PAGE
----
We have been the recipients oftentimes of disaster relief dollars. Today, we have been the recipient of the reaching out with a group hug to say thank you, thank you, thank you, I’m so grateful for you. Following the devastation of Hurricane Katrina in 2005 that was so damaging to our state as well as to Louisiana and Alabama, people literally around the world got involved in sending love and support to us. Through the disaster relief for the folks across our coast, it came through the Mississippi Baptist Convention, it exceeded over 20 million dollars that was given so that our folks could strive to be restored.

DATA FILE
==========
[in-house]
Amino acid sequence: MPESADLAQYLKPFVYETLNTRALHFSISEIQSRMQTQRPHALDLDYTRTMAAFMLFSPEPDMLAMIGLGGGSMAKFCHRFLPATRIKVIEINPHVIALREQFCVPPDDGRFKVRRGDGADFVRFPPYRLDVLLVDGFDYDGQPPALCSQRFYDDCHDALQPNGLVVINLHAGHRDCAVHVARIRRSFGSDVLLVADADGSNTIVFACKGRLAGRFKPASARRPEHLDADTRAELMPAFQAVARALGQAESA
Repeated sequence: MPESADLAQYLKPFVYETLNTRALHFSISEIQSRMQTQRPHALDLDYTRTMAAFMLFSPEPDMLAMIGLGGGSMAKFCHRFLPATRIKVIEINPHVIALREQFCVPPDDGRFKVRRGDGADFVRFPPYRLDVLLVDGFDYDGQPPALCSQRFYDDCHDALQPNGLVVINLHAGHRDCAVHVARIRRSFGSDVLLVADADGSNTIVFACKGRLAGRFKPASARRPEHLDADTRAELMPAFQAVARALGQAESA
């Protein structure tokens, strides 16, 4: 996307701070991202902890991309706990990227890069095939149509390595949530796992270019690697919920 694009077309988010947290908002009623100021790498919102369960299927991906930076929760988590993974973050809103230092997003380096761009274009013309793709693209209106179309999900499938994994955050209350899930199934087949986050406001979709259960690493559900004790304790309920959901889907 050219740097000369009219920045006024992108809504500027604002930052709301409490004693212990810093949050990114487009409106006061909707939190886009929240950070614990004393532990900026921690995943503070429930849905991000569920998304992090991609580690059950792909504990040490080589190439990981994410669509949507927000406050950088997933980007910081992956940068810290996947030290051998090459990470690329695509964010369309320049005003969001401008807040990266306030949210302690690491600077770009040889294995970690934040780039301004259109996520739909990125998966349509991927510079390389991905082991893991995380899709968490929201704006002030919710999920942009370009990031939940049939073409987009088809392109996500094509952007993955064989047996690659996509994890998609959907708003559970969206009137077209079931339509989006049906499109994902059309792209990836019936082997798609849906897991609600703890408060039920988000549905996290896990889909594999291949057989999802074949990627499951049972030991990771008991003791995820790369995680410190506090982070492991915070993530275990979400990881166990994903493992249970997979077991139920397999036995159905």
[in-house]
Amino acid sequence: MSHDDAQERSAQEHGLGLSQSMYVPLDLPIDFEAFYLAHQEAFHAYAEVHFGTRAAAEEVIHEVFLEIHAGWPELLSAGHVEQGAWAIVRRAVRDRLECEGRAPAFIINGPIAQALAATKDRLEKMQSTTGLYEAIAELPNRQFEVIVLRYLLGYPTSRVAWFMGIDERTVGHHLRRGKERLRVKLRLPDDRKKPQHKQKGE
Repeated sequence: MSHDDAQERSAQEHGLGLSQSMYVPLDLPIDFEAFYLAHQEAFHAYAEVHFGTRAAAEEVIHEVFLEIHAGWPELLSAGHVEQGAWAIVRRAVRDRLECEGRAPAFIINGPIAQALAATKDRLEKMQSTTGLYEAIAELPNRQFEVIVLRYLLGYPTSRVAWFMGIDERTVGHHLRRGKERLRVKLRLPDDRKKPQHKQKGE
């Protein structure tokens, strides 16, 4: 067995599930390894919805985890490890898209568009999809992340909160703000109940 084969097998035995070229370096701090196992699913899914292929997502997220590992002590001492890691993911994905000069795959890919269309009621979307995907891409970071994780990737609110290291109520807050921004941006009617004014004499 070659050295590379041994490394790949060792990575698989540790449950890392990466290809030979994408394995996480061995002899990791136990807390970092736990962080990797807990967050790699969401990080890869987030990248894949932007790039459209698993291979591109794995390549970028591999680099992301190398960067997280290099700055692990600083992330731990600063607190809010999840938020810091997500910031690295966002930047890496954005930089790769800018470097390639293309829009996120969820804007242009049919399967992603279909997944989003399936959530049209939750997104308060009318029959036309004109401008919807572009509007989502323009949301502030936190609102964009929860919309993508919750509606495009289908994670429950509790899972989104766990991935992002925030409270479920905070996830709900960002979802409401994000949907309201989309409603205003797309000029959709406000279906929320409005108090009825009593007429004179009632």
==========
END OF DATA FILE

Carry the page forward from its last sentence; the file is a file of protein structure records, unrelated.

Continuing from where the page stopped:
We knew the love and warmth of people caring about us and about our state. Now, many years later, we are involved to say we care and we join in with hundreds of thousands in our group hug. Our folks are not only sending money, we have been involved in the total disaster response in sending mass feeding units and chainsaw teams that have participated from the beginning. Some in North Carolina, some in Georgia, and some were sent to Florida. What a great thing to have the privilege of seeing lives changed and blessed and hope given because of the care of people we may never have seen. Thank you, Mississippi Baptists, from the top of our state crisscrossed all the way to the lower part, thank you for being gracious in giving. Thank you for giving us the opportunity to touch those lives that have been broken and bewildered to help them know there are people who care. That’s you, and I thank you. We will reach out beyond windows and walls and have a great, emotional hug to say it’s wonderful to know there are people who care about you who may not even know you. When it comes to disasters, we are in it — not alone but together.